Gas turbine racers were hot news for a few experimental years. Gordon Cruickshank explains
Gas turbines in cars just don’t work. If they did we’d all be running one today. But over three decades, from the 1950s on, engineers on both sides of the Atlantic put immense resources into trying to marry an aircraft engine to a road vehicle. And turbine cars twice came within a gnat’s crochet of pulling off victory in the Indianapolis 500. So what finally wore them down and ended years of development?
First, why go to all this effort? Easy: turbines are simple. Think of an exhaust turbocharger. Hot exhaust gas spins the turbine on one end of the shaft; the turbine fixed on the other end hauls in air, compresses it and forces it into the engine, which burns it and produces hot gas to continue the cycle. Now imagine short-circuiting the engine completely and feeding the incoming air straight to the exhaust turbine — only you inject some fuel and light it before it gets there. Now you have huge amounts of hot gases gushing through, about nine times more than you need to spin the compressor, in fact. Install a third, separate set of turbine blades for all those hot gases to spin, connect that to the wheels, and you’ve just made a gas turbine vehicle. It’s almost a supercharger without the engine; you’ve simply dumped all those heavy parts like cranks and pistons.
That is why, as the technology emerged after ‘WWII, engineers became so keen on turbines. One fifth of the moving parts of a piston engine. Nothing sliding back and forth; the parts are lightly stressed, so the unit is light. There are no cranks, pistons or valves, so there’s minimal friction and, apart from its high-speed bearings, no need for an oil system. Or a cooling system — the air flowing through it keeps it stable. There’s virtually no vibration; it isn’t fussy about fuel. Any flammable liquid will power it, from avgas to after-shave — including diesel. It runs very lean, so it emits almost no noxious CO gas. It needs no warming up; you can’t over-rev it, and it needs little maintenance. Above all, it’s compact: today you can even buy a motorcycle powered by a 300hp gas turbine.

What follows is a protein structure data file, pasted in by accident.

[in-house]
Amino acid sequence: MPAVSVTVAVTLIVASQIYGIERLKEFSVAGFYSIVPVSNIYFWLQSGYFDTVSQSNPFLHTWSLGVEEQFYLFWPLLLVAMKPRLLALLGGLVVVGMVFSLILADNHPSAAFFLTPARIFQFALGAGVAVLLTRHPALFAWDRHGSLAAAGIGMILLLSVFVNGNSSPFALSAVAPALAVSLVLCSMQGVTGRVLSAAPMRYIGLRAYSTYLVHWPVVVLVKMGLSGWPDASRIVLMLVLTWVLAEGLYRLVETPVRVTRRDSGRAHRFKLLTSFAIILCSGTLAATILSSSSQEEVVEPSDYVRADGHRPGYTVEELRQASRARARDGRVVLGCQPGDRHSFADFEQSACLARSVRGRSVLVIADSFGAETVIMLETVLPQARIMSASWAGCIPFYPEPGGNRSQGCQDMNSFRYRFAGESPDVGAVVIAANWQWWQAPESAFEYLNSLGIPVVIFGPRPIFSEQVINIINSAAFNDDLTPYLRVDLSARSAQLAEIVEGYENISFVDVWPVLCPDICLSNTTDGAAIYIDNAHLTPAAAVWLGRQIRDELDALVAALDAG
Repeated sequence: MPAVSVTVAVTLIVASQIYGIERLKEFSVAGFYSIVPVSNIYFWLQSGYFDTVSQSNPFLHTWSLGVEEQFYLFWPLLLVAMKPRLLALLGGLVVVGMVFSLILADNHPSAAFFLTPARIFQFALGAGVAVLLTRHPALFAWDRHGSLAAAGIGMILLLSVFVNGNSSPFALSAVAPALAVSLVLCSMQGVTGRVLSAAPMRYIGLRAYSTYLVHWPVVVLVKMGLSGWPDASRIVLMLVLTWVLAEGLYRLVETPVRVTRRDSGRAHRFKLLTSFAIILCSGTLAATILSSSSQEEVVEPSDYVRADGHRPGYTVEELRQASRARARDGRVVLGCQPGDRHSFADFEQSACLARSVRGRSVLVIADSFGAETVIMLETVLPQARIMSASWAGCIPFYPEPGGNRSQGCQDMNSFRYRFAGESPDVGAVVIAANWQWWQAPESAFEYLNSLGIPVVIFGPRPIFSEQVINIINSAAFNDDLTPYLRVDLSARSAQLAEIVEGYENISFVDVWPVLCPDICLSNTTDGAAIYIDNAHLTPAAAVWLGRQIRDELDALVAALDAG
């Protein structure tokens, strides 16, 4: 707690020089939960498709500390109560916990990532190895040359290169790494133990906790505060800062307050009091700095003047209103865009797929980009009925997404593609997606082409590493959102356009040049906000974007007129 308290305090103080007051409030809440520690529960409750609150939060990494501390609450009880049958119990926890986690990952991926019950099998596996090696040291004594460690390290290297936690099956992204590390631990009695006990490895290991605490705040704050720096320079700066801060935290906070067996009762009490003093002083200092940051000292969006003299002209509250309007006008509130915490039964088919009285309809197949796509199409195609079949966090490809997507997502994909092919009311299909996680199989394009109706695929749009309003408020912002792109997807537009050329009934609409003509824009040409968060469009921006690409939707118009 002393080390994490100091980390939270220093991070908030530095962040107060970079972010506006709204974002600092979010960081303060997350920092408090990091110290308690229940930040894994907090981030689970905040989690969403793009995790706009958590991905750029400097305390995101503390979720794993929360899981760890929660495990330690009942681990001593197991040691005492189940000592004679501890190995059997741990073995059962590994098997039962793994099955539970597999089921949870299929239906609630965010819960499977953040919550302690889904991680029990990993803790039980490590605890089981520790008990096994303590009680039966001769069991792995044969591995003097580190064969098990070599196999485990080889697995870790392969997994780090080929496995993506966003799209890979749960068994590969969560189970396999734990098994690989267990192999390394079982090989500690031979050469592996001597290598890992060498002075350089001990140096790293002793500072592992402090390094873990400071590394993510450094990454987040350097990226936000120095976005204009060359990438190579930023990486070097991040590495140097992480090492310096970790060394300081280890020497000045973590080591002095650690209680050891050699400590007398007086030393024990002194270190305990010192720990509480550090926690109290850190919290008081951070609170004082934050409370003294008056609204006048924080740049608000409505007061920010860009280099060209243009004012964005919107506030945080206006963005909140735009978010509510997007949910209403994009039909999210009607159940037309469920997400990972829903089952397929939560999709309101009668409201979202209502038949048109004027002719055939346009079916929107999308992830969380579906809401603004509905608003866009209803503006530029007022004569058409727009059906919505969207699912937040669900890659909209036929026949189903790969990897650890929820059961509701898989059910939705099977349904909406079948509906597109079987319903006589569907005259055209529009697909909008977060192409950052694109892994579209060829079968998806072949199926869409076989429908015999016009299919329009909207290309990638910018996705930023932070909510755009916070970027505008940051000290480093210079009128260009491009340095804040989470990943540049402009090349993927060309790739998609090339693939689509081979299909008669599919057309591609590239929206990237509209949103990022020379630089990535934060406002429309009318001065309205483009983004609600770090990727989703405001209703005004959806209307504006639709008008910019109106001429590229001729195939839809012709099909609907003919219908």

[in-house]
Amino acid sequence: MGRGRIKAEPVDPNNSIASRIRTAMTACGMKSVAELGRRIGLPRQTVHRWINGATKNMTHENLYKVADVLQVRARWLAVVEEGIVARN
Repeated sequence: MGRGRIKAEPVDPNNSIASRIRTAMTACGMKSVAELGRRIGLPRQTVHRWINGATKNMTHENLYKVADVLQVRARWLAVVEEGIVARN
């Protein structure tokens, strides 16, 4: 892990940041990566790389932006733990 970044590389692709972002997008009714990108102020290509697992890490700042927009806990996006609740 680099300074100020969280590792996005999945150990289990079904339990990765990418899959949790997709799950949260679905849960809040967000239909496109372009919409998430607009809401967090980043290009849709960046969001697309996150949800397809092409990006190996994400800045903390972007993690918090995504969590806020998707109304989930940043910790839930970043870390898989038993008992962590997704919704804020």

Even better, because that third turbine isn’t mechanically connected to the first two, you don’t need a clutch: the hot gas functions like the torque converter in an automatic, allowing slip between the two parts. Your turbine can idle or rev up with the car stationary, or can spin at its optimum torque revs no matter what speed the car is doing — ergo, no gearbox, just a fixed geartrain to reduce the turbine’s 50-60,000rpm working regime to useable revs.
Of course, nothing’s perfect. All those tiny turbine blades demand precision engineering and high temperature resistance. Throttle response is slow, which affects driveability and doesn’t make for rapid racing starts. Most of all, a gas turbine swallows a lot of fuel. This was the biggest problem facing the Rover and Chrysler engineers who were the first to try to make it work
Rover became involved in 1939 when the government asked it to develop Frank Whittle’s new idea for a jet engine. The project passed to Rolls-Royce in 1942, but the expertise remained, and Rover began a road car project immediately after the war ended. A P4-based car, JET 1, surfaced in 1950; two years later it was uprated from 100 to 230bhp and set a turbine car record of 152mph. The trouble was that it was doing about 6mpg. Consumption was radically improved by fitting rotating heat exchangers to absorb heat from the exhaust and release it to the intake air; this both halved fuel thirst and cooled the exhaust gases. (Contrary to popular opinion, turbine exhaust can be cooler than from a piston engine.) Rover was convinced it could work on the road, but it never happened: build cost and fuel thirst were just too steep.